This week’s photo-prompt , thanks to CE Ayr, has a sense of isolation and one I am sure many people are feeling in the present atmosphere of Covid restrictions. At the same time there is a sense of peace in the image that I feel when walking along a quite beach early in the morning, preferable on a Caribbean island rather than along a cold, wind swept coast.

More stories from Friday Fictioneers.

PHOTO PROMPT © CEAyr

Back to School

John relished the solitude of his dawn stroll. He walked and breathed in time with the natural rhythm of the waves as he listened to the soft adagio whoosh of water washing along the sand.
His mind relaxed and emptied of all invasive thoughts as he concentrated on the peace of the moment. 
Mentally refreshed and calm, he felt prepared with emboldened fortitude and leadership expected from a head teacher.

His knees trembled as he watched.
After an enforced break, over excited, chattering children arrived as their pale-faced parents waved anxiously from the gate.
He wiped his forehead and smiled.

The Watchers

Friday Fictioneers

This week’s picture prompt, thank you Dale Rogerson, reminds me of the odd freak snowfall we sometimes get in May.
Also, how sometimes we get caught out by a sudden spring frost that decimates the border flowers planted out the week before.
Weather around the world follows a similar pattern each year, yet nature surprises us with unpredictable events.
Nature loves us, really.

The Watchers

We had held hands on the veranda listening to Spanish guitar music, watching the meteors streak across the night sky.
We had bread with bratwurst dipped in Dijon and drank Pilsner. 
One shooting star momentarily lit up the entire street and Baxter scampered indoors whimpering, Caroline followed to calm our Labrador. 
It was a hot summer with an uncomfortable, sweaty night, but in the morning, I woke to a sharp frost with a snow-covered garden. I saw footprints leading to the rose-bed, then stop.
By midday the snow had gone, as was Caroline and Baxter.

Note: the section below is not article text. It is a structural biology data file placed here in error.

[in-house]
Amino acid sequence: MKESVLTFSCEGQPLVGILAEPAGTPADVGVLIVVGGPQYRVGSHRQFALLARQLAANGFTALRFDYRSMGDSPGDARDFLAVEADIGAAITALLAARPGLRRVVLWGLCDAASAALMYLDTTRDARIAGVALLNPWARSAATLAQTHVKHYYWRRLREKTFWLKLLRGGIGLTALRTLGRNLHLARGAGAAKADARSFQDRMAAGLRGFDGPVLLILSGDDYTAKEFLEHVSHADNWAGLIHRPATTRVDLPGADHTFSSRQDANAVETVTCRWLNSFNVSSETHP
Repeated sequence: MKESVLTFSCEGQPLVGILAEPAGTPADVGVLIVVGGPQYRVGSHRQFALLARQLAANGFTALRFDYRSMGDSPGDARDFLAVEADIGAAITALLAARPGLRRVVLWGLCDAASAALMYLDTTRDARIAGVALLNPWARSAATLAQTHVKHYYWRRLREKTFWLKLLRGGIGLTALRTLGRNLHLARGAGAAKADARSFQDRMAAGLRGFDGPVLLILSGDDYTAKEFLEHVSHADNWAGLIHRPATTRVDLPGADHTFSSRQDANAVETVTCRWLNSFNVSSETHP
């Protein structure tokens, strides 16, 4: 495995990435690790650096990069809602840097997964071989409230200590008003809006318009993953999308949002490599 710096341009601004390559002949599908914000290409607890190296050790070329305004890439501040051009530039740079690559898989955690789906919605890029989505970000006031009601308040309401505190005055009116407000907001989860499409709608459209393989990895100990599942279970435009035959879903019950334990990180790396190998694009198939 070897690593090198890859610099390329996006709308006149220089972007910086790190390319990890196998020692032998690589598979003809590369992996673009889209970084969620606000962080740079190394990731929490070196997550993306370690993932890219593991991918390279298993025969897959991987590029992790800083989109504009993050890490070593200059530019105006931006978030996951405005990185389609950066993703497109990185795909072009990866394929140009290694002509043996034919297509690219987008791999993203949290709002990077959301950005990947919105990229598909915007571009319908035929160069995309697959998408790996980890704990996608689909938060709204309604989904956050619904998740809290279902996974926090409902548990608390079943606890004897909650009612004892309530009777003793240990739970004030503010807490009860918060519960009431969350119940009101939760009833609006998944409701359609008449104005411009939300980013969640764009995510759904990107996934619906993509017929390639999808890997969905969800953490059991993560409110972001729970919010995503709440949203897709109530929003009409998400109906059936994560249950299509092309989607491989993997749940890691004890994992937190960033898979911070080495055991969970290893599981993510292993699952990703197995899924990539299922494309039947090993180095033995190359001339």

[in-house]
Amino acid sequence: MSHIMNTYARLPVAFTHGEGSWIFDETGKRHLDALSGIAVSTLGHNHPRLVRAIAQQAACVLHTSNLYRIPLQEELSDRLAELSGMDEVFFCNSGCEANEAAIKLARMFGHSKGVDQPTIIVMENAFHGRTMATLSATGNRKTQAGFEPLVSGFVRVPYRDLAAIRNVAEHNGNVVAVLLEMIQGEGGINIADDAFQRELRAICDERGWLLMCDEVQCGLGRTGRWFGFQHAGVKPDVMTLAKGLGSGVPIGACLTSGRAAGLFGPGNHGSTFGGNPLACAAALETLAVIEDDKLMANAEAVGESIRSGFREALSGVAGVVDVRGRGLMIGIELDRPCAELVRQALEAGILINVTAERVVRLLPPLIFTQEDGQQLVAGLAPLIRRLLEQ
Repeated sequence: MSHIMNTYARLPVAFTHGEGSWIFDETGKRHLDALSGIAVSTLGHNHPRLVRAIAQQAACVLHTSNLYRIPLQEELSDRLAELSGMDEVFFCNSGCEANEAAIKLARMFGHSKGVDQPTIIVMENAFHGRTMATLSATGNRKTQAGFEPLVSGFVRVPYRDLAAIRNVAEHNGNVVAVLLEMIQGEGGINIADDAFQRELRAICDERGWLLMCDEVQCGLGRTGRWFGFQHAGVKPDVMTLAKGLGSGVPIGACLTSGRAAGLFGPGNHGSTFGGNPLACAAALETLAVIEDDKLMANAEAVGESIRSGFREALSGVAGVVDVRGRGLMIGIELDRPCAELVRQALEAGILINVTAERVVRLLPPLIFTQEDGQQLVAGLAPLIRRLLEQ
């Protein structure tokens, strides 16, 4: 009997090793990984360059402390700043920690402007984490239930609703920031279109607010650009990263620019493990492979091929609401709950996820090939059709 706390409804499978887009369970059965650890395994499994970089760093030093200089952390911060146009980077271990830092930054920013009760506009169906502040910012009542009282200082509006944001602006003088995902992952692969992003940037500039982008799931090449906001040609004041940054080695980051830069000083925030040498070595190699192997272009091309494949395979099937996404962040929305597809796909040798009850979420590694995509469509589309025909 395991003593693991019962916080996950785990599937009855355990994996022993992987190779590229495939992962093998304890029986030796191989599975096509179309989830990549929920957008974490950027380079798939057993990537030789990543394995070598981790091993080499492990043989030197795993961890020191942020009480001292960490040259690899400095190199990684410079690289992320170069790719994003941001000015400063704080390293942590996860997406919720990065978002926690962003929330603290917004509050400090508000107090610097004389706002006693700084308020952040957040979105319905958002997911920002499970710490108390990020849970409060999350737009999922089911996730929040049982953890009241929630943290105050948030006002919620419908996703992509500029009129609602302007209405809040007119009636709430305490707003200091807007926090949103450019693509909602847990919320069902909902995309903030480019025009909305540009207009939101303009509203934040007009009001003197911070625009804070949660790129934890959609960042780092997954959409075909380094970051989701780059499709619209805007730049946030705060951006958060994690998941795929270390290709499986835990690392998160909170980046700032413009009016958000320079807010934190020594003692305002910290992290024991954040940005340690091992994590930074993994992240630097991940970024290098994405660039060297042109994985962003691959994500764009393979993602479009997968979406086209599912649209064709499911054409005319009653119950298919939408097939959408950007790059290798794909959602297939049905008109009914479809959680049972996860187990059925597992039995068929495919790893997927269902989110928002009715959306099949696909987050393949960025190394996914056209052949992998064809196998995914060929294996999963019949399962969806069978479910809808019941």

It has been three years.

Journey’s End Pub

This week’s picture, to me, is a reminder of the Burma -Death Railway built with forced labour by the Japanese Army during WW2. It is estimated that 90,000 labourers and 16000 allied prisoners of war died during it’s construction. The brutality of the period reverberates with us still, in books and in films.
One film, The Railway Man, is an adaptation of the account of a British Army Officer, Eric Lomax, captured and tortured by the Japanese. Years after the war Lomax confronts his Japanese counterpart and they become friends. As they say; time heals. Perhaps, but only for some.

My story has nothing to do with that tragic period.

Read the other stories on Friday Fictioneer by clicking here.

PHOTO PROMPT © Alicia Jamtaas

Journey’s End Pub

Their shift had ended 200 years ago, and the bearded miners packed the “Journey’s End” pub.
The flaming fire warmed the room, but at midnight the atmosphere turned sullen.

John sipped his ale.

Outside, a train screeching to a halt stirred all the men to drink up and leave.
John followed them into a fog of hissing steam that obscured a locomotive.
The miners climbed into the carriages, and the engine pulled away in the dark above dilapidated tracks.
John marvelled at this silver miners’ mystery.

He returned indoors to his bitter ale, and the crowded pub of bearded miners.